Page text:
With Chief Minister Michael Gunner safely out of the country on a trade mission, and the public completely in the dark about what his government will be using the land for, the demolition of the historic Anzac High is underway, in the face of public protest.
LETTER TO THE EDITOR
Last updated 27 October 2019, 8.30am. (Previously headlined: ‘Former Anzac Hill High School: Time to take stock.’
Photo of the destruction underway, courtesy Domenico Pecorari.
Sir – Whilst its my natural inclination to pursue every possible option to at least delay the demolition of the former Anzac Hill High School, upon reflection I have decided not to pursue any further legal action on this matter (with the exception of a further directions hearing of the NT Civil and Administrative Tribunal scheduled for November 1).
After the Heritage Council decided not to proceed to public consultation on my nomination for heritage listing of the former high school, the Heritage Act states that, as the “affected person”, only I could seek to appeal that decision to the NTCAT.
The possibility remains of seeking an injunction from the NT Supreme Court but the prospect of success is virtually nil; it’s open to others to take a stand from now on.
I have succeeded in making the point that there is merit in my case that the old high school is of possible heritage significance and that consequently the heritage nomination process could have proceeded to public consultation.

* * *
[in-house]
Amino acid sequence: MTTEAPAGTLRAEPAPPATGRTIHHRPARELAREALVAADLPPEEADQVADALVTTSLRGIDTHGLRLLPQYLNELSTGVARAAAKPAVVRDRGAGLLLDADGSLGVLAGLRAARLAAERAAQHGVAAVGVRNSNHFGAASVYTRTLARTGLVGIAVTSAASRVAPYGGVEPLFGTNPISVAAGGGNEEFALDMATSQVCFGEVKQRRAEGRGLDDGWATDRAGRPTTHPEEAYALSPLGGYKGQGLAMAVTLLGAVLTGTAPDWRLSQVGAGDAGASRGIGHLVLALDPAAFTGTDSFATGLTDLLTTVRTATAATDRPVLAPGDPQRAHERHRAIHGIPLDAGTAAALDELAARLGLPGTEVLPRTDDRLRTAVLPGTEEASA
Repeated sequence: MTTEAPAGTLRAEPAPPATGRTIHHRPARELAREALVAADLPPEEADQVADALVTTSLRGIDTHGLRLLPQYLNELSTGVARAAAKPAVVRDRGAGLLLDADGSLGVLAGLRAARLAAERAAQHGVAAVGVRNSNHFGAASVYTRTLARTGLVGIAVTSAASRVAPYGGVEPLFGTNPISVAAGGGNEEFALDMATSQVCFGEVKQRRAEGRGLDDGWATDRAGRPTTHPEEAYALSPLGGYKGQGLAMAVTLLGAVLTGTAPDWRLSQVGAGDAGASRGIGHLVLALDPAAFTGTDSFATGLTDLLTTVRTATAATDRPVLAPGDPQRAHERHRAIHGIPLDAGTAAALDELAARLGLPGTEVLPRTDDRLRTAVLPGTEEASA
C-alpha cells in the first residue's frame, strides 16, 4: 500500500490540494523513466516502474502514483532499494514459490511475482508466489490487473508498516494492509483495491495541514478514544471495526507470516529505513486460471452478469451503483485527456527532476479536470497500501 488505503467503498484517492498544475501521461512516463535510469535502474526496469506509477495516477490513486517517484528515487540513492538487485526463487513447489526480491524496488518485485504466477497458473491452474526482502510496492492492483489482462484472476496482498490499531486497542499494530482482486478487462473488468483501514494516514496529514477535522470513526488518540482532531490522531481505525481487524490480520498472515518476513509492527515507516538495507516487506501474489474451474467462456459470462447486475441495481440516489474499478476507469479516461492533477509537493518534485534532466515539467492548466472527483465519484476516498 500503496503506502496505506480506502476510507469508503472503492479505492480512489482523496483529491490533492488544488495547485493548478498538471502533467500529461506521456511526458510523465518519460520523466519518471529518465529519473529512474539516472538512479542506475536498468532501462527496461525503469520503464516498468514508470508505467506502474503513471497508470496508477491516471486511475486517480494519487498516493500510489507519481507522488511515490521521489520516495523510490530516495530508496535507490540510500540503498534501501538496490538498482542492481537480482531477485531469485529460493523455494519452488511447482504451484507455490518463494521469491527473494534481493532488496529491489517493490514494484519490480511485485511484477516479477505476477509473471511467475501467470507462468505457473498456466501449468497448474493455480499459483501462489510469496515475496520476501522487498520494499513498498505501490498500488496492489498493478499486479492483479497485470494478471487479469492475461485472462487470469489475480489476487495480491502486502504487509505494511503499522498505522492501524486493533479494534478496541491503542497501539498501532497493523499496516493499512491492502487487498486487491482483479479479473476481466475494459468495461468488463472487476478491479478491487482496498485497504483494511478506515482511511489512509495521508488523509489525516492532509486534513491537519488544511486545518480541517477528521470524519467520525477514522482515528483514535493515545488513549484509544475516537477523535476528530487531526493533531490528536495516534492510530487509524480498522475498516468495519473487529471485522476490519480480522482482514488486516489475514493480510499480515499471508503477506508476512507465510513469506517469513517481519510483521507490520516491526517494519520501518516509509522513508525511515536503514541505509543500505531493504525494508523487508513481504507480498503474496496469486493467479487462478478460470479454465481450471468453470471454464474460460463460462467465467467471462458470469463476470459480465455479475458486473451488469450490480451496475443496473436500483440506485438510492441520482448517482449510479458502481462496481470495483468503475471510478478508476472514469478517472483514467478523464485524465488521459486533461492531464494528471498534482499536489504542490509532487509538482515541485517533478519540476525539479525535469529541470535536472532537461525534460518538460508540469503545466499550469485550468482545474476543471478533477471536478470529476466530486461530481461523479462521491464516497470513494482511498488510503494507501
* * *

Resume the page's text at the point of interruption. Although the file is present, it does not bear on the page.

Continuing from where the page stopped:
On September 25 the Independent Commissioner Against Corruption noted: “An independent expert consulted as part of the investigation [of my complaint] gave the opinion that in his view the school building did have heritage significance and this would have been sufficient to continue on to public consultation”.
That opinion was reiterated by the NTCAT president Richard Bruxner in the first directions hearing of my appeal.
A key point to note about the former high school is that it’s frequently described as a government-owned site which means the government can choose what it wants to do with it.
However, that equally means it is a publicly-owned property or asset, yet every effort has been made to deny the public an opportunity to be consulted about its future.
That’s what my heritage nomination would have achieved if the process had been allowed to continue.
The Heritage Council failed to take this crucial point into account, and the decision taken to deny the public any say on the future of this site is clearly wrong.
For myself, all my effort up to now has been utterly in vain and it is pointless to persevere in trying to save this major heritage asset.
Everybody complains but too few are prepared to act, and that’s the reason we get the governments we deserve.
This article by Erwin Chlanda, dated April 4, 2019, contains some of the highlights of the school’s heritage story, brought together over months of painstaking research by Mr Nelson: Gallery fiasco: school heritage process ‘massively flawed’